The file TMAPS.DAT contains the game's billboard textures - i.e. all enemies etc. It also has a number of cut enemies and files from old builds inside:
the rotational sprite frames for the head of an unknown cut enemy can be found. An odd mixture between a dragon and turtle, it's not clear what this would be. As it has a separate head graphic, it suggests it would have been another "snake" style enemy like the existing worm and dragon enemies, with other sprites making up its tail.
Sprites for some kind of cut ground crawling lizard enemy. There is what seems to be a related function for this enemy in the original game executable at 753488 - DRAW_SCALED_LIZARD
Sprite for a flying succubus/harpy enemy.
An unfinished set of rotation frames for what appear to be two assailants on one magic carpet. These are clearly at the early stages of being inserted into the game, as per the PC Gamer feature where characters were posed and crudely 3D modelled first, and then retouched by hand to create the final graphics. These never reached that stage before being cut. Perhaps they would chase the player and engage in melee?
This seems to have been the sprite for the cut raven familiar that would have assisted the player, as per the function names included with the Hidden Worlds expansion. There's a function name referencing this in the original executable at 751600 - DRAW_SCALED_RAVEN
This is likely the cut sprite familiar.
What appears to be an odd hybrid of an ape and lizard. Would seemingly be the same size as the villagers.
Instantly familiar to players of the game's sequel, in fact this little fella was there in the original's files all along. There's a function name referencing this in the original executable at 754260 - DRAW_SCALED_GOAT
Villagers who didn't make the cut. There's a function name referencing the old man in the original executable at 754220 - DRAW_SCALED_OLD_MAN
The woman carrying the basket is an unused variant of the standard woman graphic featured in the game. In Magic Carpet 2 this actually became the default female villager graphic.
A cozy campfire that would be located in villages.
Old Building Designs
Leftovers from the time when castles and other buildings were 2D texture maps, as seen in pre-release coverage.
This was used in the sequel as-is to mark upgraded castle towers and for the new Mine spell. It's not clear if that was the original intention for it here, or just a useful way that was found to recycle it. There is what may be a related function name for this object in the original game executable at 750796 - DRAW_SCALED_BLUE_BALL
Unused graphics included alongside the game's projectiles. It's not known for certain if the breaking ice graphic went with the ice ball projectile (the explosion starts a little too small), but it's very likely. There is what may be a related function name at 753340 - DRAW_SCALED_WATER_BALL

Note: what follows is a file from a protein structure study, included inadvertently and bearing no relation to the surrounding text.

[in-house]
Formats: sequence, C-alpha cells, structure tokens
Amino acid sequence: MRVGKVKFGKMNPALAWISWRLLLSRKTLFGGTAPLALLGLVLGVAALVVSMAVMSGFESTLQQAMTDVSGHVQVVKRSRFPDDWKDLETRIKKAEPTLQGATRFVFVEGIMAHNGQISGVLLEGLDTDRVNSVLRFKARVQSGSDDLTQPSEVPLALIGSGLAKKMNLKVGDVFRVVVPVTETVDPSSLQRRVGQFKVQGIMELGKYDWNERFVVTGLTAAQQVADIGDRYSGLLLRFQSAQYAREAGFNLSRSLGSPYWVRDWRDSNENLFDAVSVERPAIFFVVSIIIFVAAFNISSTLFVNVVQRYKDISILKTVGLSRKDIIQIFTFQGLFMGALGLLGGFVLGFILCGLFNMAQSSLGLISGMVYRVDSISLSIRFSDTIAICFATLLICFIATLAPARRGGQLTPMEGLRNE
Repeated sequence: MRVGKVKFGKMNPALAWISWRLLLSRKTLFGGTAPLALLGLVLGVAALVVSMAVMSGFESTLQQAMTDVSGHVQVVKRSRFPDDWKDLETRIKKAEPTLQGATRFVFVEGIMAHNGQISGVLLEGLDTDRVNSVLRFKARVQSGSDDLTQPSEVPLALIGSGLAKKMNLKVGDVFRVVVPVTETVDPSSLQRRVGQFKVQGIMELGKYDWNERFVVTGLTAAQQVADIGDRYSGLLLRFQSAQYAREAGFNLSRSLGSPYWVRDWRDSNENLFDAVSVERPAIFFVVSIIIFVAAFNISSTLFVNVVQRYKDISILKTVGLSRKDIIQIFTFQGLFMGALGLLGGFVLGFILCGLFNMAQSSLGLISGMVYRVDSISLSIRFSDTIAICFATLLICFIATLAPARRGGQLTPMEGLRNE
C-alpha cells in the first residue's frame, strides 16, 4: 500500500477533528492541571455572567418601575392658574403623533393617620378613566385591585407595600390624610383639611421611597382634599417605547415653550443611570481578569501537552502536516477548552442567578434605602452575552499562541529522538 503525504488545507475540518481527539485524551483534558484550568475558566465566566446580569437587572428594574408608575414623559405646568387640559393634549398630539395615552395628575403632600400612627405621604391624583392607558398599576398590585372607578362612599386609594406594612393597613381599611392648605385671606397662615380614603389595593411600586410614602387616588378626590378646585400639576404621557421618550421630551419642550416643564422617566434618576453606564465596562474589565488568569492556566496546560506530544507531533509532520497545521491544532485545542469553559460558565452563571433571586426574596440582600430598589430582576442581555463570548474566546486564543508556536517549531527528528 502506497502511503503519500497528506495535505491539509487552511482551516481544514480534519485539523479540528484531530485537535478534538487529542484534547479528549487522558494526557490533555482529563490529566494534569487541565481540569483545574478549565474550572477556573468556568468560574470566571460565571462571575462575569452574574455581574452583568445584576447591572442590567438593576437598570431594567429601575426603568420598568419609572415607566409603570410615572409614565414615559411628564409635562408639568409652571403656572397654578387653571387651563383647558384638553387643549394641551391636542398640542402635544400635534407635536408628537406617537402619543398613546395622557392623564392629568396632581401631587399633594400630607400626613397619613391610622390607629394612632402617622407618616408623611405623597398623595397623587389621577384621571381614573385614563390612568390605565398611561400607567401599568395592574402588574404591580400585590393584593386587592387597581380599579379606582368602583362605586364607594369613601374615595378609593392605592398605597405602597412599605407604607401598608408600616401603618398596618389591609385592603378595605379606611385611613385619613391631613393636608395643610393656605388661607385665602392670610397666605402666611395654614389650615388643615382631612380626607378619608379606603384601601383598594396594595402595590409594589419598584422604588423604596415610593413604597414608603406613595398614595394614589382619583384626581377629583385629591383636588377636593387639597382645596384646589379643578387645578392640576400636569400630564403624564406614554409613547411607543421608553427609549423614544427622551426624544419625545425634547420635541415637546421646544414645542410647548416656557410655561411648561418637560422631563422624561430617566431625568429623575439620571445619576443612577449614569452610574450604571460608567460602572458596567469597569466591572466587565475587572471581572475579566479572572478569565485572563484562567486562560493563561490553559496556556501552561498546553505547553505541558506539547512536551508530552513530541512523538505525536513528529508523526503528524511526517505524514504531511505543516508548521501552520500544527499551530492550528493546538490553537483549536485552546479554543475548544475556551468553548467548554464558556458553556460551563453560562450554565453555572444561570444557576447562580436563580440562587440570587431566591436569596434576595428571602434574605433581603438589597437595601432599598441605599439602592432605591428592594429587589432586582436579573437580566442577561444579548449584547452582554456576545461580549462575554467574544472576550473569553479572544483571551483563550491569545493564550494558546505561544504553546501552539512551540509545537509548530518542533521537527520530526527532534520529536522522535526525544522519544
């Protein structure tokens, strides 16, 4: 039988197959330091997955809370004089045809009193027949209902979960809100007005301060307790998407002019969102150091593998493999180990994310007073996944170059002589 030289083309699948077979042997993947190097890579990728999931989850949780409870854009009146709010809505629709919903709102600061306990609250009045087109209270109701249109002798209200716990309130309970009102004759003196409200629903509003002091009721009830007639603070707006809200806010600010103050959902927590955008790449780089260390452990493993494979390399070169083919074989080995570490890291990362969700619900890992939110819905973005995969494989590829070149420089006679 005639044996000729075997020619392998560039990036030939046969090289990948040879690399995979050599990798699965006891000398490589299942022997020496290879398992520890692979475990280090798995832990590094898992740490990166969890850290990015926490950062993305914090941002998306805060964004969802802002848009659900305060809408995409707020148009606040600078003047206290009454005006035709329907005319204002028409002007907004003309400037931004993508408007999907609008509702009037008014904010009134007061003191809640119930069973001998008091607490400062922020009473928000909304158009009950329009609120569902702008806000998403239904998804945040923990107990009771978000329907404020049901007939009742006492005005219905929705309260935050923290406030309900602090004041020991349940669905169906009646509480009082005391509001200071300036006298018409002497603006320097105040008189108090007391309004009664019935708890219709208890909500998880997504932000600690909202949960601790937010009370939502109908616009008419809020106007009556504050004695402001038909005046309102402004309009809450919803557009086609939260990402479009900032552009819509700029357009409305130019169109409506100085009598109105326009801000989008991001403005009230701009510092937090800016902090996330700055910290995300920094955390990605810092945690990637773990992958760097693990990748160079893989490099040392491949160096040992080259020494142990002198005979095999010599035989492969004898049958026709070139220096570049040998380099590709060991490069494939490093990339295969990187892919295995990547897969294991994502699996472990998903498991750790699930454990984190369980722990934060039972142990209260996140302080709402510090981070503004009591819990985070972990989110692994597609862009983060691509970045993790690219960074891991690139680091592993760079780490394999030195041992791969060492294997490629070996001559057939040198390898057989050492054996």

An unused baobab tree graphic, seen in some of the pre-release coverage. Also included is a destroyed version.
The rock with the spiral on has a destroyed version that looks hollow like an egg - perhaps it contained an enemy at one point (worm?).
The file LEVELLOSE.DAT in the INTRO directory is actually another .fli format video. This would seemingly follow failing levels like the similar winning cut scene does on successful completion of the level. However, in the final game, losing a level either results in the player instantly starting again, or simply quitting back to the main menu, and this animation is never played. There is also the sample FAILED.WAV in SOUND.DAT that likely would have accompanied the above scene.
carpet -debug can be entered in the command prompt. However, no apparent effects are seen.
Release Date Text
This is left over from the demo of the game. It can be seen at 8FE74.
Magic Carpet comes to you from Bullfrog Productions Ltd. And will be released on the 15th November 1994. Copyright 1994 Bullfrog Productions Ltd.
Hidden within the main executable of the original CD version of the game is a string containing build information at B8E38.
Product name Magic Carpet Version number Beta v8.0 Version date Oct 20 1994 11:49:09 Programmer Bullfrog, Sean Cooper Supplied to EA, Webster, Matt
The main executable for the later floppy disk version has its version strings at 922A8.
Product name Magic Carpet Version number Beta v8.0 Version date Feb 09 1995 11:38:24 Programmer Bullfrog, Sean Cooper Supplied to PUBLIC
Main executable for the Magic Carpet Plus release, strings at AD120.